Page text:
Proper tree installation ensures the long-term viability of the tree and reduces the risk of tree failure. Below are a few tips and things to look out for when planting.
Quality nursery stock must be used. There must be no visible damage or sign of disease. Ideally the tree should have good crown structure. A healthy root ball shouldn't have circling roots and new fibrous roots should be present at the soil perimeter. Girdling or circling roots should be pruned out. Excess soil above the root flare should be removed immediately, since it presents a risk of disease ingress into the trunk.
Generally fall or early spring in temperate regions of the northern hemisphere.
The planting hole should be 3 times the width of the root ball. The hole should be dug deep enough that when the root ball is placed on the substrate, the root flare is 3-5cm above the surrounding soil grade. If soil is left against the trunk, it may lead to bark, cambium and wood decay. Angular sides to the planting hole will encourage roots to grow radially from the trunk, rather than circling the planting hole. In urban settings, soil preparation may include the use of:
A zone of mulch can be installed around the tree trunk to: limit root zone competition (from turf or weeds), reduce soil compaction, improve soil structure, conserve moisture, and keep lawn equipment at a distance. No more than 5-10cm of mulch should be used to avoid suffocating the roots. Mulch must be kept approximately 20cm from the trunk to avoid burying the root flare. With city trees additional tree well preparation includes:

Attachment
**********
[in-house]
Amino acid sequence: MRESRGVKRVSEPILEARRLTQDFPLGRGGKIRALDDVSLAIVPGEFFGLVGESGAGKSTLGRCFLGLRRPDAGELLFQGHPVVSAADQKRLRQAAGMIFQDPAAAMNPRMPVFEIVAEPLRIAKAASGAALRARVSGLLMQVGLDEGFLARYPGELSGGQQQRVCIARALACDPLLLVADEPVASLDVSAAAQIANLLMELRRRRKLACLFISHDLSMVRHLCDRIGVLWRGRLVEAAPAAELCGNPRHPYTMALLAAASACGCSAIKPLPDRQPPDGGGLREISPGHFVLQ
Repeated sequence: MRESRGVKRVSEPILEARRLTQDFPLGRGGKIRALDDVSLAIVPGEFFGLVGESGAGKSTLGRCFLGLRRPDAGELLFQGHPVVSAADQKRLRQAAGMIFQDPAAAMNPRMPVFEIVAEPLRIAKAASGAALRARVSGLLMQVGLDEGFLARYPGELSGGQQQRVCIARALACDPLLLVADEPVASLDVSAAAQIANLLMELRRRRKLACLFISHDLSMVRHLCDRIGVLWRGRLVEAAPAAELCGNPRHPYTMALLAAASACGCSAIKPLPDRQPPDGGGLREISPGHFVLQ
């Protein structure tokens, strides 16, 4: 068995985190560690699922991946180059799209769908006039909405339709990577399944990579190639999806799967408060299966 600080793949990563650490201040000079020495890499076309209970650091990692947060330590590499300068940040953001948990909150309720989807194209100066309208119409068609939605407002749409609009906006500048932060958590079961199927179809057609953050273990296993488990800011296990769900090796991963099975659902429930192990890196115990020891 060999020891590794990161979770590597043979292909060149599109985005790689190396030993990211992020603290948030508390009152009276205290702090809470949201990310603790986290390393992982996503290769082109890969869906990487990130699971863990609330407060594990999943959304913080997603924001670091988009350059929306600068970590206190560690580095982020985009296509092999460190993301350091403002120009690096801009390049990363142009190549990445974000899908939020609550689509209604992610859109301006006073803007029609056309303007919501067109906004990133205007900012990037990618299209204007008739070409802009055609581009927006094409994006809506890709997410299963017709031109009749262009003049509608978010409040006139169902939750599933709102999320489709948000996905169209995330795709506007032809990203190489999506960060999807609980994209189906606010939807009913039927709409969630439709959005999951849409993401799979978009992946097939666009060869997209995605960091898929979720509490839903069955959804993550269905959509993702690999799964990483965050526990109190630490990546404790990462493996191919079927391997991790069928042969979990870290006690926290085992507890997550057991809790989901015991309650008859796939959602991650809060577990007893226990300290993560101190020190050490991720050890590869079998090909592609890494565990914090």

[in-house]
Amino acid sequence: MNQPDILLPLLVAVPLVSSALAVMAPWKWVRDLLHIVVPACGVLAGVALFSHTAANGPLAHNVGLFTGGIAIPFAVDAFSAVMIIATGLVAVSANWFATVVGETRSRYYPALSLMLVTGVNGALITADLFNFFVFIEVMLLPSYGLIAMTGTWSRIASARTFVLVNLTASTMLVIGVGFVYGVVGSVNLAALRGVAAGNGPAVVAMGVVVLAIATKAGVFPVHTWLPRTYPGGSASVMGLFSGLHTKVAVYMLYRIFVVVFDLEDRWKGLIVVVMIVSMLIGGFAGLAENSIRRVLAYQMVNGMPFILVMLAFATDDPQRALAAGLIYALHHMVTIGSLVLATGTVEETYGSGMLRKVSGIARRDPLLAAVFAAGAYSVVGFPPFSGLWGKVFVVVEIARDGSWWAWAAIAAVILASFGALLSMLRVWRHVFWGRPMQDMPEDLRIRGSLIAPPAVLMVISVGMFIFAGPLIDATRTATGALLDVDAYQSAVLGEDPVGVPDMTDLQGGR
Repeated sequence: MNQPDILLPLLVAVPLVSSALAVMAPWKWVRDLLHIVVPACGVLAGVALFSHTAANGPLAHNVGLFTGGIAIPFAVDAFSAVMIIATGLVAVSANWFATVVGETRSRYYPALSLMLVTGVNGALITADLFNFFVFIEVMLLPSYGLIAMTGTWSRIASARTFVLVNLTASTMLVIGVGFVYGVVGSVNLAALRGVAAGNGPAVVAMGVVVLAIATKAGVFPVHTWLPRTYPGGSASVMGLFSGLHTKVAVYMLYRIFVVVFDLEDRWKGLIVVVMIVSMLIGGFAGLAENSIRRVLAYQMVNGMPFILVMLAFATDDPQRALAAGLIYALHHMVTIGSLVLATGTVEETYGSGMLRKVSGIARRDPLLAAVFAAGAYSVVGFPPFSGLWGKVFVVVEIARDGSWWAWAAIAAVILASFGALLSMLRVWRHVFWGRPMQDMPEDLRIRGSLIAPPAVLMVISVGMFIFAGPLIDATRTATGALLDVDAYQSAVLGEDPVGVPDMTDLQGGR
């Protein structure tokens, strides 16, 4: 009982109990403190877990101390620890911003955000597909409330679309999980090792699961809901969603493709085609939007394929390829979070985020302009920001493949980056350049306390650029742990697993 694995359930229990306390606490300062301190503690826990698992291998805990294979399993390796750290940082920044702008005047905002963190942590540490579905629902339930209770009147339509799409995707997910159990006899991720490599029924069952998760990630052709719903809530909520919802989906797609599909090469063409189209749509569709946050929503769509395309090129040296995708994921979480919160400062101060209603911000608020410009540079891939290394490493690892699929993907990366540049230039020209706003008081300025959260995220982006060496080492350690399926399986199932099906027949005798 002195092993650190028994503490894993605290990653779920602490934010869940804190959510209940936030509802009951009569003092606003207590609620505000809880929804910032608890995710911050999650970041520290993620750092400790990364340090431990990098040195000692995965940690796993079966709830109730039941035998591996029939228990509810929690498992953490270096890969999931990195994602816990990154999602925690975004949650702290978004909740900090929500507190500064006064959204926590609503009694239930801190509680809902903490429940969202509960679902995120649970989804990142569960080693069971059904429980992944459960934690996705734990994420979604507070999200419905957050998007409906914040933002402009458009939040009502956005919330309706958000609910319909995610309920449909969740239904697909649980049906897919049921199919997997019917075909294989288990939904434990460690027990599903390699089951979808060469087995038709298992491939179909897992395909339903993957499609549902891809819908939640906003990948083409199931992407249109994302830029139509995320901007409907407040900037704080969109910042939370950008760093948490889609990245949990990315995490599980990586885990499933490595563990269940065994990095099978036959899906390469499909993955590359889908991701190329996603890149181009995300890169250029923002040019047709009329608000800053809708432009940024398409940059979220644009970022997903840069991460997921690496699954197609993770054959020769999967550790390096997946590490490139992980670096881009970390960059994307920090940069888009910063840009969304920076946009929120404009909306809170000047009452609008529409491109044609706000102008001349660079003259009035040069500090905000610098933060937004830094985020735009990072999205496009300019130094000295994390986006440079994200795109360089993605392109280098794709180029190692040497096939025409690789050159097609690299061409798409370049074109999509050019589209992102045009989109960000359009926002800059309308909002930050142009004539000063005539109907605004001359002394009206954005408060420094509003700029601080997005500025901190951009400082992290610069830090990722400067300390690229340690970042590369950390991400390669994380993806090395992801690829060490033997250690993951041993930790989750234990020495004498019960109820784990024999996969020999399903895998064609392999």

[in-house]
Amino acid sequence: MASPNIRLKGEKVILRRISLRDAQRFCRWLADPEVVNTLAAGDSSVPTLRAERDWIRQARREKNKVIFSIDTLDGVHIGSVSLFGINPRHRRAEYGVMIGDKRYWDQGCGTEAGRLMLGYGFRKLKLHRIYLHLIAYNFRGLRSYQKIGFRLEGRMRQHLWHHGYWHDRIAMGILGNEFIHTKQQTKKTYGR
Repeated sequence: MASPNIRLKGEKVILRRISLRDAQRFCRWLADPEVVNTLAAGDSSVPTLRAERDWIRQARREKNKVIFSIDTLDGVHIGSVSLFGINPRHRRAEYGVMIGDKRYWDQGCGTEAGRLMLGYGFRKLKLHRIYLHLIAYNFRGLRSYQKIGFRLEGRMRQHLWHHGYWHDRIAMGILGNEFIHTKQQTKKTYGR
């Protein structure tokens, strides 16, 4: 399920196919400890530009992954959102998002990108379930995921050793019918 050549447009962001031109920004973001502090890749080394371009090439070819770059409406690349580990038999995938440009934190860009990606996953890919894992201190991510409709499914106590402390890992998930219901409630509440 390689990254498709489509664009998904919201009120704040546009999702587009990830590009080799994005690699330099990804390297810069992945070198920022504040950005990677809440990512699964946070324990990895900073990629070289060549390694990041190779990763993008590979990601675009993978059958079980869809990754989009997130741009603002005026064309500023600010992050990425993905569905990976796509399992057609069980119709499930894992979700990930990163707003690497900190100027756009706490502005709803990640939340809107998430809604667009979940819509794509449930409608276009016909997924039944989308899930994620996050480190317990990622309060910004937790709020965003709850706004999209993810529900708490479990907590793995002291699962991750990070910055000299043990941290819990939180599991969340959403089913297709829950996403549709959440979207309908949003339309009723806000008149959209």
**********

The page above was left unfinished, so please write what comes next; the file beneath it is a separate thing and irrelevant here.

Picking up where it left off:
Tree grates/grill and frames: limit compaction on root zone and mechanical damage to roots and trunk
Root barriers: forces roots to grow down under surface asphalt/concrete/pavers to limit infrastructure damage from roots
Newly planted, immature trees should be staked for one growing season to allow for the root system to establish. Staking for longer than one season should only be considered in situations where the root system has failed to establish sufficient structural support. Guy wires can be used for larger, newly planted trees. Care must be used to avoid stem girdling from the support system ties.
Irrigation infrastructure may be installed to ensure a regular water supply throughout the lifetime of the tree. Wicking beds are an underground reservoir from which water is wicked into soil. Watering bags may be temporarily installed around tree stakes to provide water until the root system becomes established. Permeable paving allows for water infiltration in paved urban settings, such as parks and walkways.
Content source: Wikipedia
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